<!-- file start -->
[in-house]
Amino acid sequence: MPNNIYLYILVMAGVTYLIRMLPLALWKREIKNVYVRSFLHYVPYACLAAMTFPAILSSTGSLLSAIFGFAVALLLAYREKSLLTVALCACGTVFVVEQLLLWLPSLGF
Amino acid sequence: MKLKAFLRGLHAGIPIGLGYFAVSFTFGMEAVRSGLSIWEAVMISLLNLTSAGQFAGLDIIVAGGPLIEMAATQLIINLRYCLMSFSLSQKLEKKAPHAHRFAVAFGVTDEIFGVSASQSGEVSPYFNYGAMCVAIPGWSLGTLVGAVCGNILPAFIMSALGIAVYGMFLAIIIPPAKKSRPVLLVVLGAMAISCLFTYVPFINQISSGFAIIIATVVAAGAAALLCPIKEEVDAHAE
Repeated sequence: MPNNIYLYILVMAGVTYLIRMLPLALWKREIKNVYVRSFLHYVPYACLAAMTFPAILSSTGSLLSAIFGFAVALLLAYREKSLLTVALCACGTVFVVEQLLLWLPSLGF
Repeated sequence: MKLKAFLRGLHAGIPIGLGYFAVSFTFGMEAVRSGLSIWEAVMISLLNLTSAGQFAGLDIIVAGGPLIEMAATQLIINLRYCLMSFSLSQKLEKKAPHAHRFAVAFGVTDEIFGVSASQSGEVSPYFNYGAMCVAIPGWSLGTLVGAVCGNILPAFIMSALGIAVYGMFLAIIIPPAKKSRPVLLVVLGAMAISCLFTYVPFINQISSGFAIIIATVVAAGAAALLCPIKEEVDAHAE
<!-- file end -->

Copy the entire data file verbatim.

[in-house]
Amino acid sequence: MPNNIYLYILVMAGVTYLIRMLPLALWKREIKNVYVRSFLHYVPYACLAAMTFPAILSSTGSLLSAIFGFAVALLLAYREKSLLTVALCACGTVFVVEQLLLWLPSLGF
Amino acid sequence: MKLKAFLRGLHAGIPIGLGYFAVSFTFGMEAVRSGLSIWEAVMISLLNLTSAGQFAGLDIIVAGGPLIEMAATQLIINLRYCLMSFSLSQKLEKKAPHAHRFAVAFGVTDEIFGVSASQSGEVSPYFNYGAMCVAIPGWSLGTLVGAVCGNILPAFIMSALGIAVYGMFLAIIIPPAKKSRPVLLVVLGAMAISCLFTYVPFINQISSGFAIIIATVVAAGAAALLCPIKEEVDAHAE
Repeated sequence: MPNNIYLYILVMAGVTYLIRMLPLALWKREIKNVYVRSFLHYVPYACLAAMTFPAILSSTGSLLSAIFGFAVALLLAYREKSLLTVALCACGTVFVVEQLLLWLPSLGF
Repeated sequence: MKLKAFLRGLHAGIPIGLGYFAVSFTFGMEAVRSGLSIWEAVMISLLNLTSAGQFAGLDIIVAGGPLIEMAATQLIINLRYCLMSFSLSQKLEKKAPHAHRFAVAFGVTDEIFGVSASQSGEVSPYFNYGAMCVAIPGWSLGTLVGAVCGNILPAFIMSALGIAVYGMFLAIIIPPAKKSRPVLLVVLGAMAISCLFTYVPFINQISSGFAIIIATVVAAGAAALLCPIKEEVDAHAE